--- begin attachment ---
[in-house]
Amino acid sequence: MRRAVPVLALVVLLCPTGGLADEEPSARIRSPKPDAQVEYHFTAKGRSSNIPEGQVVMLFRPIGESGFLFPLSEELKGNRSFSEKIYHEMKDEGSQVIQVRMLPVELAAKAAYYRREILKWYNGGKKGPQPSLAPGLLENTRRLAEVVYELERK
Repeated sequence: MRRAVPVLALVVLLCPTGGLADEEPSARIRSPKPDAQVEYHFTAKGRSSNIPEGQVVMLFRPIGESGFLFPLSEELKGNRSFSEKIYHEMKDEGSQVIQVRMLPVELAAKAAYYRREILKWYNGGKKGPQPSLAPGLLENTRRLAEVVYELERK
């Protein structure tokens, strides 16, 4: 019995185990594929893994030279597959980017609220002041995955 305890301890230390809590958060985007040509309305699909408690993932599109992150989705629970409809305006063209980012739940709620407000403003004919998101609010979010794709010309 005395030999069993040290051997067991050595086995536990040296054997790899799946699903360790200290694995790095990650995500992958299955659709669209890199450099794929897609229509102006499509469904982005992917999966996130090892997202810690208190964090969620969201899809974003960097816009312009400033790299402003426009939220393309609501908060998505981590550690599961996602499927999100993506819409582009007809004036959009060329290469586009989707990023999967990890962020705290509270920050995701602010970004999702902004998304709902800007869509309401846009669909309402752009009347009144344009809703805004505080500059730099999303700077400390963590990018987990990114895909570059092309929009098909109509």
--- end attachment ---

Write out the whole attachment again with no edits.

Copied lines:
[in-house]
Amino acid sequence: MRRAVPVLALVVLLCPTGGLADEEPSARIRSPKPDAQVEYHFTAKGRSSNIPEGQVVMLFRPIGESGFLFPLSEELKGNRSFSEKIYHEMKDEGSQVIQVRMLPVELAAKAAYYRREILKWYNGGKKGPQPSLAPGLLENTRRLAEVVYELERK
Repeated sequence: MRRAVPVLALVVLLCPTGGLADEEPSARIRSPKPDAQVEYHFTAKGRSSNIPEGQVVMLFRPIGESGFLFPLSEELKGNRSFSEKIYHEMKDEGSQVIQVRMLPVELAAKAAYYRREILKWYNGGKKGPQPSLAPGLLENTRRLAEVVYELERK
């Protein structure tokens, strides 16, 4: 019995185990594929893994030279597959980017609220002041995955 305890301890230390809590958060985007040509309305699909408690993932599109992150989705629970409809305006063209980012739940709620407000403003004919998101609010979010794709010309 005395030999069993040290051997067991050595086995536990040296054997790899799946699903360790200290694995790095990650995500992958299955659709669209890199450099794929897609229509102006499509469904982005992917999966996130090892997202810690208190964090969620969201899809974003960097816009312009400033790299402003426009939220393309609501908060998505981590550690599961996602499927999100993506819409582009007809004036959009060329290469586009989707990023999967990890962020705290509270920050995701602010970004999702902004998304709902800007869509309401846009669909309402752009009347009144344009809703805004505080500059730099999303700077400390963590990018987990990114895909570059092309929009098909109509």